Email updates

Keep up to date with the latest news and content from BMC Public Health and BioMed Central.

Open Access Research article

A descriptive study of mastitis in Australian breastfeeding women: incidence and determinants

Lisa H Amir12*, Della A Forster13, Judith Lumley1 and Helen McLachlan4

Author Affiliations

1 Mother & Child Health Research, La Trobe University, Melbourne, Australia

2 The Royal Women's Hospital, Melbourne, Australia

3 Mercy Hospital for Women, Melbourne, Australia

4 Clinical School of Midwifery and Neonatal Nursing Studies, La Trobe University, Australia

For all author emails, please log on.

BMC Public Health 2007, 7:62  doi:10.1186/1471-2458-7-62

Published: 25 April 2007

Abstract

Background

Mastitis is one of the most common problems experienced by women who are breastfeeding. Mastitis is an inflammation of breast tissue, which may or may not result from infection. The aims of this paper are to compare rates of mastitis in primiparous women receiving public hospital care (standard or birth centre) and care in a co-located private hospital, and to use multivariate analysis to explore other factors related to mastitis.

Methods

Data from two studies (a randomised controlled trial [RCT] and a survey) have been combined. The RCT (Attachment to the Breast and Family Attitudes to Breastfeeding, ABFAB) which was designed to test whether breastfeeding education in mid-pregnancy could increase breastfeeding duration recruited public patients at the Royal Women's Hospital at 18–20 weeks gestation. A concurrent survey recruited women planning to give birth in the Family Birth Centre (at 36 weeks gestation) and women in the postnatal wards of Frances Perry House (private hospital). All women were followed up by telephone at 6 months postpartum. Mastitis was defined as at least 2 breast symptoms (pain, redness or lump) AND at least one of fever or flu-like symptoms.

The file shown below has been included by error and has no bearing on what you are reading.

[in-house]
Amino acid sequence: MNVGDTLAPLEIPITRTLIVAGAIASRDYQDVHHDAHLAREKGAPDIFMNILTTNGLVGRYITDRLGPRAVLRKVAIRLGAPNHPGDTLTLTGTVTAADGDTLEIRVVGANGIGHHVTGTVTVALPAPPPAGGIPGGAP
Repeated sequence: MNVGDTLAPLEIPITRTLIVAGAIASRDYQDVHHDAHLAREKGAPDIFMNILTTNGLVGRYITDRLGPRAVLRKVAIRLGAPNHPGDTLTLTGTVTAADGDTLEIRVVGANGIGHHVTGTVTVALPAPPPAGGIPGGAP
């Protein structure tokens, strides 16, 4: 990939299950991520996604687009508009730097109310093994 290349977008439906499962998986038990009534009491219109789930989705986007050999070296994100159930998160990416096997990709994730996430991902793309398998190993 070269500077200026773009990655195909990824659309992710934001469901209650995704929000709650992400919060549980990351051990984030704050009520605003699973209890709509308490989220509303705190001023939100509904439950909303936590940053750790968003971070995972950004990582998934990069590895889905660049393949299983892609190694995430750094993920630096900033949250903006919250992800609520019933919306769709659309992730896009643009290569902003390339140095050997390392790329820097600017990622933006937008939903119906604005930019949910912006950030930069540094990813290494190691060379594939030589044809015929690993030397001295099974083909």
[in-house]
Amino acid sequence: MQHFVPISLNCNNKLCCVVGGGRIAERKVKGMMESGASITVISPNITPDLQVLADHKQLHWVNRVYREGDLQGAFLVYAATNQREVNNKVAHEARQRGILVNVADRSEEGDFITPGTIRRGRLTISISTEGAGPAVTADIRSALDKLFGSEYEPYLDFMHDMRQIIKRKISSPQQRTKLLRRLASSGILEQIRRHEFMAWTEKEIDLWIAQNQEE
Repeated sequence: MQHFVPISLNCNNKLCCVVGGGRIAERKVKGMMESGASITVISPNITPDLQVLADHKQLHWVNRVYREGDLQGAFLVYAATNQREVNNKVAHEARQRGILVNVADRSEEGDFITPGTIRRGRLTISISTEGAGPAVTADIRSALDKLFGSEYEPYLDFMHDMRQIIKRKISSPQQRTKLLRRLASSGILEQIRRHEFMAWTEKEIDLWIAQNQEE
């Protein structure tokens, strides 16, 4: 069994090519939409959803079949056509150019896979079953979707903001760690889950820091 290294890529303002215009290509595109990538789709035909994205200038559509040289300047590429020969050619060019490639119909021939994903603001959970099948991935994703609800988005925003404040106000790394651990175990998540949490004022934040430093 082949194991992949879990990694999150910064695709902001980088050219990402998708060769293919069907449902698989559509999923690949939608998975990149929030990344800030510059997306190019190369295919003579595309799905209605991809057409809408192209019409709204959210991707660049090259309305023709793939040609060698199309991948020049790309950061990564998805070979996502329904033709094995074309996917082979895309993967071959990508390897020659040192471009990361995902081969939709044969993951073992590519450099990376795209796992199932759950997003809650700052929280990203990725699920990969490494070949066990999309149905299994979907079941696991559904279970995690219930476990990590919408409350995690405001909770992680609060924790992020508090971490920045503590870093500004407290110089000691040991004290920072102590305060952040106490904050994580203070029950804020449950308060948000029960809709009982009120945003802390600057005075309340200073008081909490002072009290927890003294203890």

Results

The 6 month telephone interview was completed by 1193 women. Breastfeeding rates at 6 months were 77% in Family Birth Centre, 63% in Frances Perry House and 53% in ABFAB. Seventeen percent (n = 206) of women experienced mastitis. Family Birth Centre and Frances Perry House women were more likely to develop mastitis (23% and 24%) than women in ABFAB (15%); adjusted odds ratio (Adj OR) ~1.9. Most episodes occurred in the first 4 weeks postpartum: 53% (194/365). Nipple damage was also associated with mastitis (Adj OR 1.7, 95% CI, 1.14, 2.56). We found no association between breastfeeding duration and mastitis.

Conclusion

The prevention and improved management of nipple damage could potentially reduce the risk of lactating women developing mastitis.

Trial registration

Trial registration (ABFAB): Current Controlled Trials ISRCTN21556494